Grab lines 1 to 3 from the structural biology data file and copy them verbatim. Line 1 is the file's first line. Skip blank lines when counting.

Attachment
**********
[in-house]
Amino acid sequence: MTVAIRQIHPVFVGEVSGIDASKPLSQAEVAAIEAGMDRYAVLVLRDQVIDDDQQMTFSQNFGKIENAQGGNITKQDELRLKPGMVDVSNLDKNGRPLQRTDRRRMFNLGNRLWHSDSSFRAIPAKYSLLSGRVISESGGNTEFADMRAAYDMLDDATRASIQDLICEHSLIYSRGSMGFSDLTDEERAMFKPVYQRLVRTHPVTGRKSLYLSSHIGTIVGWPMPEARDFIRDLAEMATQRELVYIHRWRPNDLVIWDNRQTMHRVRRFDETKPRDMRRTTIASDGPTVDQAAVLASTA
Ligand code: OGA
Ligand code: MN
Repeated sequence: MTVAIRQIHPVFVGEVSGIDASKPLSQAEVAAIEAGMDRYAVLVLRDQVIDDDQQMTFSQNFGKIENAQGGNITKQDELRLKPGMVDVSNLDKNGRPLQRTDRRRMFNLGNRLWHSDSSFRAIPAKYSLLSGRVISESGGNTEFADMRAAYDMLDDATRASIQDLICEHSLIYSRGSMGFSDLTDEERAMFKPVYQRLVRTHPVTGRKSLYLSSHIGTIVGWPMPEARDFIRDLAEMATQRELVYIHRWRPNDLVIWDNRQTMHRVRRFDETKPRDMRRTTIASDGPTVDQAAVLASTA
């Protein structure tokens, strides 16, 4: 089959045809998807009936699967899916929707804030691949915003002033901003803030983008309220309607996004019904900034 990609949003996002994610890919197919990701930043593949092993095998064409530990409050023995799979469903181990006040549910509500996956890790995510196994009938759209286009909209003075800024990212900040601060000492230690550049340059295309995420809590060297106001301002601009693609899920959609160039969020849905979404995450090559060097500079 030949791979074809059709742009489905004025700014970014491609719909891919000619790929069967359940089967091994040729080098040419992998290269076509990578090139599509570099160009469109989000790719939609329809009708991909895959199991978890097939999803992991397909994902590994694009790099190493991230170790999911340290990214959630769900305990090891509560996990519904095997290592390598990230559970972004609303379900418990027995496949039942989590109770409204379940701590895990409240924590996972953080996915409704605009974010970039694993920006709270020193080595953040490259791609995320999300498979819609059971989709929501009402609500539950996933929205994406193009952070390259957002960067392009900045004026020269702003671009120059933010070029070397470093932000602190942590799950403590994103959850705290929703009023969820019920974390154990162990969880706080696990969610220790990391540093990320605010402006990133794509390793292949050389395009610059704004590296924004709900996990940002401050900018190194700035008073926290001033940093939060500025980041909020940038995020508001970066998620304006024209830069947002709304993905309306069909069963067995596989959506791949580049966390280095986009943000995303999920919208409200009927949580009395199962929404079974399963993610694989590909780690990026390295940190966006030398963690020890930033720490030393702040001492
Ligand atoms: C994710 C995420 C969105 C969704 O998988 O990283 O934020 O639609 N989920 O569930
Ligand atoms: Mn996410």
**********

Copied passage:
[in-house]
Amino acid sequence: MTVAIRQIHPVFVGEVSGIDASKPLSQAEVAAIEAGMDRYAVLVLRDQVIDDDQQMTFSQNFGKIENAQGGNITKQDELRLKPGMVDVSNLDKNGRPLQRTDRRRMFNLGNRLWHSDSSFRAIPAKYSLLSGRVISESGGNTEFADMRAAYDMLDDATRASIQDLICEHSLIYSRGSMGFSDLTDEERAMFKPVYQRLVRTHPVTGRKSLYLSSHIGTIVGWPMPEARDFIRDLAEMATQRELVYIHRWRPNDLVIWDNRQTMHRVRRFDETKPRDMRRTTIASDGPTVDQAAVLASTA
Ligand code: OGA